Mo’ Reviews: ‘Be Natural: The Untold Story of Alice Guy-Blaché’

Directed by: Pamela B. Green

Writing credits: Pamela B. Green, Joan Simon

Narrated by: Jodie Foster

Synopsis (IMDB): Pamela B. Green’s energetic film about pioneer filmmaker Alice Guy-Blaché is both a tribute and a detective story, tracing the circumstances by which this extraordinary artist faded from memory and the path toward her reclamation.

Be Natural has been featured at: BFI London Film Festival Official Selection 2018, 56th New York Film Festival Official Selection 2018, Cannes Festival Official Selection, Dauville American Cinema Festival Official Selection, Telluride Film Festival

My review:

Like the plethora of movie stars, film directors, writers and producers interviewed for Be Natural: The Untold Story of Alice Guy-Blaché, I didn’t know anything about Alice Guy-Blaché, the first female film director in the history of the artform. It’s a travesty I didn’t know, since her body of work helped establish the types of techniques we see in film today. She inspired some of our most celebrated directors, like Alfred Hitchcock, among others. Even her entrepreneurship, which includes creating and running her own film company, Solax, helped establish America’s filmmaking scene as we know it today. As a studio head working in competition with those at Fox, Universal, Paramount, and several other names we know today, Guy-Blaché is, indeed, one of the true pioneers of film.

But why has her name been all but blotted out of history? Why do we celebrate the men who worked alongside her and in competition with her without mentioning her at all? As it turns out, a volatile mix of sexism, boys’ club capitalism, and sheer negligence led to Guy-Blaché’s erasure from a history she had a large hand in creating. Enter Be Natural.

Pamela B. Green’s documentary takes a type of “whodunnit” approach to the mystery of Guy-Blaché’s disappearance. Instead, this time the cause of death is a figurative one, a death in the eyes of historians and businesspeople, usually male. As the film itself reiterates, history is often told from the point of view of the conquerors, and male-dominated society made a point of keeping Guy-Blaché’s name out of their ranks.

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However, the documentary does a stellar job at placing Guy-Blaché back in her rightful place, a place she herself fought for throughout the latter years of her life. In fact, one of the selling points of the documentary is that we have Guy-Blaché tell her own story in her own words via interviews from ’50s and ’60s. She talks about how she got started in the industry at the very beginning, a secretary-turned-filmmaker, bringing her employer, Gaumond, up to its zenith in recognition and creativity. She talks of establishing Solax in America, and her later troubles with historians and even the later owners of Gaumond itself acknowledging her accomplishments to the art of film.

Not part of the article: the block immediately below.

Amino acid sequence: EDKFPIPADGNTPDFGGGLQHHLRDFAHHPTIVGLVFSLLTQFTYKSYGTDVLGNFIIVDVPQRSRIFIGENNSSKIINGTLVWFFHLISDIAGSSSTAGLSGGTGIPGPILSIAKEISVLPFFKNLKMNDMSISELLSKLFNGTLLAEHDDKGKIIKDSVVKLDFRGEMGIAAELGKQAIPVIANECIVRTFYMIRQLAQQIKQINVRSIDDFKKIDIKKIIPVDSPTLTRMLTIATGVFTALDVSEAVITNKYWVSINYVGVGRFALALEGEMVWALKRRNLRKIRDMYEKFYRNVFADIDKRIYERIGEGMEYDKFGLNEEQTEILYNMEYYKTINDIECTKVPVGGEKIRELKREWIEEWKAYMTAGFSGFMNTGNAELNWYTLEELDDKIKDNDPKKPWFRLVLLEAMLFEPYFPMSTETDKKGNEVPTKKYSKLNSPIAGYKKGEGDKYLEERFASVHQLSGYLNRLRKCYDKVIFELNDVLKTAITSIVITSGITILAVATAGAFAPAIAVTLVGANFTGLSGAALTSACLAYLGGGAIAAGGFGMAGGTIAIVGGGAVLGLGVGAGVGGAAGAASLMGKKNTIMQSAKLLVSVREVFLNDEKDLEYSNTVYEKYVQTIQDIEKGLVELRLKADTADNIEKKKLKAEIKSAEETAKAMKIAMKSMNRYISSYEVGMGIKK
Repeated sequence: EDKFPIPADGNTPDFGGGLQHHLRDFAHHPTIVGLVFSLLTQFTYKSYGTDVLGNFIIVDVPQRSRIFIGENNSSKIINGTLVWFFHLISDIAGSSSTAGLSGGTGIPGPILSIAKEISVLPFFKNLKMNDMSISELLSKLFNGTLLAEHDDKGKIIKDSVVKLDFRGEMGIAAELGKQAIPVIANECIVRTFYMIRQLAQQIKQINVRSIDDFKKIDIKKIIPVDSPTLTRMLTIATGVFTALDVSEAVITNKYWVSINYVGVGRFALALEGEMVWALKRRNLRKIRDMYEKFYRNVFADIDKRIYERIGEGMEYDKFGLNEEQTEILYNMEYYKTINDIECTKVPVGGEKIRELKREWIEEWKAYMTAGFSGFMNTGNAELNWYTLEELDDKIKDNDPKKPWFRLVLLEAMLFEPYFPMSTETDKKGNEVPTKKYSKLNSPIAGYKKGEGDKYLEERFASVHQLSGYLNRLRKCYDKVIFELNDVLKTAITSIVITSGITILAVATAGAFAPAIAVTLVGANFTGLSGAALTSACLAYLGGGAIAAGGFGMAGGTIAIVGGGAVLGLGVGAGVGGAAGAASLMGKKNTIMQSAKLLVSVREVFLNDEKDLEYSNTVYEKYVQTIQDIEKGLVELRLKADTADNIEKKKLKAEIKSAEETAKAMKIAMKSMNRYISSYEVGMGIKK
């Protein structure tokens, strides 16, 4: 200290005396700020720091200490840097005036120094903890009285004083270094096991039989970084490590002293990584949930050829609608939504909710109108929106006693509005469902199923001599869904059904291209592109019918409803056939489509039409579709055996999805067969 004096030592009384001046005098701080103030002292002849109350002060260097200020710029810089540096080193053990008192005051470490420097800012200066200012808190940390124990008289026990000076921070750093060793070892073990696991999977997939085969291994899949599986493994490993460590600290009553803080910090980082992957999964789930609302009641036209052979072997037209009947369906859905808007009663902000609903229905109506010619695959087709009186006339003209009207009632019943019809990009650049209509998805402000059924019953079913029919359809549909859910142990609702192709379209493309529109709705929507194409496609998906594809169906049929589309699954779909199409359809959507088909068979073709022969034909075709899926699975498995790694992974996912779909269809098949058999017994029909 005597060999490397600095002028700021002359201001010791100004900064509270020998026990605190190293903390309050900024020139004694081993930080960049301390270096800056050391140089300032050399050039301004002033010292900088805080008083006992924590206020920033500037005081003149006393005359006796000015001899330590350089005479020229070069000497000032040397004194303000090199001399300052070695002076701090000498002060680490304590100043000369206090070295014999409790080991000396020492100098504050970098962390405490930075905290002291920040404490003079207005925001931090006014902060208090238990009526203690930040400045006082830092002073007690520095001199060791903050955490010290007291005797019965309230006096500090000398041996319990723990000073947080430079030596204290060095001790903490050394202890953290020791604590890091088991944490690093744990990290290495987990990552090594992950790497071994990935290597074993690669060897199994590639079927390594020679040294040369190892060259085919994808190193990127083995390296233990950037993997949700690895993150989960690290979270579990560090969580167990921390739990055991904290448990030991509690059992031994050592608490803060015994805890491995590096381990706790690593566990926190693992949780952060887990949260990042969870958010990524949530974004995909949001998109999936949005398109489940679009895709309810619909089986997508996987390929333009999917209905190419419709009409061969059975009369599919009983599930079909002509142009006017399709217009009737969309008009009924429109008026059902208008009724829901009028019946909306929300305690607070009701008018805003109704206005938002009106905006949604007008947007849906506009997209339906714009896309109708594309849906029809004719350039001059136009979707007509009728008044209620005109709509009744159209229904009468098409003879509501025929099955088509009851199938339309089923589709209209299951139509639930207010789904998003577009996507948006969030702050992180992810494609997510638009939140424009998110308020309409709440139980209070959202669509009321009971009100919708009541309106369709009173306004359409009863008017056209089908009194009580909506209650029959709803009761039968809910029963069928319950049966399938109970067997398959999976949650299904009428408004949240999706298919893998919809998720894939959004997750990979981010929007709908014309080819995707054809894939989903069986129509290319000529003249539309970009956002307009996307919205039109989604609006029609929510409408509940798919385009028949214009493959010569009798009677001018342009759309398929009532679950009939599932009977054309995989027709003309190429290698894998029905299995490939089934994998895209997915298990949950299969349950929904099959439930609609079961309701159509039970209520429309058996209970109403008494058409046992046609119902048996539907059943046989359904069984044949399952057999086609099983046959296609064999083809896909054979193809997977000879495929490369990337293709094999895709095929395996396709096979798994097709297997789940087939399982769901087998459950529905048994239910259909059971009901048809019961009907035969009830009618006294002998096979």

The documentary also gives viewers a play-by-play of how the documentary team painstakingly found each piece to the puzzle of Guy-Blaché’s life. By tracking down her relatives in the States, long-lost prints of her films, and an old interview of her daughter, Simone Guy, we come to know the details of Guy-Blaché’s working life and inner emotional world. We also finally see
Guy-Blaché exalted to her rightful place among the greats of cinema, a fitting end to this film.

One thing the documentary will do is spark those who love film to do their own investigations of Guy-Blaché. I feel there was a lot more material the team gathered that couldn’t be included in the documentary, otherwise the film would be 5 hours long. For instance, I’d love to know more about Guy-Blaché’s more experimental and controversial works, which touched on anti-Semitism, feminism and gender, and race. As we learn in the film, Guy-Blaché helped establish the presence of Black actors on screen with her all-Black film, A Fool and His Money. I’d love to learn more about her and how she seemed to love challenging her audience to think critically.

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But that type of information might be something a film buff or historian-in-the-making would love to research on their own. In this way, the film does invite the viewer to get to know Guy-Blaché for themselves, just as we come to know Hitchcock or Spielberg or any of the other great directors.

The documentary also wants the audience to consider our “modern” view of film, a view that we have wrongly held as “permanent.” While we have been taught over and over again that the first filmmakers were men, Guy-Blaché and other women filmmakers of the past prove that not only were women at one point able to make a seat at the table, they were able to rule the entire table with not many batting an eye (at least to a certain extent). In her heyday, Guy-Blaché employed many men to work under her, and most of them remained loyal to her, considering her the best in the field. The men she hired didn’t seem to feel intimidated by her presence as a woman. Instead, they viewed her just like how actors view male directors today. How wonderful it would be if this viewpoint of women in the director’s chair would come back.

Overall, Be Natural is a wonderful film for those who love the artform. If you’re planning on working in the industry in any capacity, it’s probably for the best that you learn about Guy-Blaché. Now that the documentary is out, you have no excuse not to know about the woman who launched the film industry as we know it.

Be Natural is currently playing in theaters and is available on VOD and DVD. You can visit the film’s website to see where the film is playing domestically and internationally.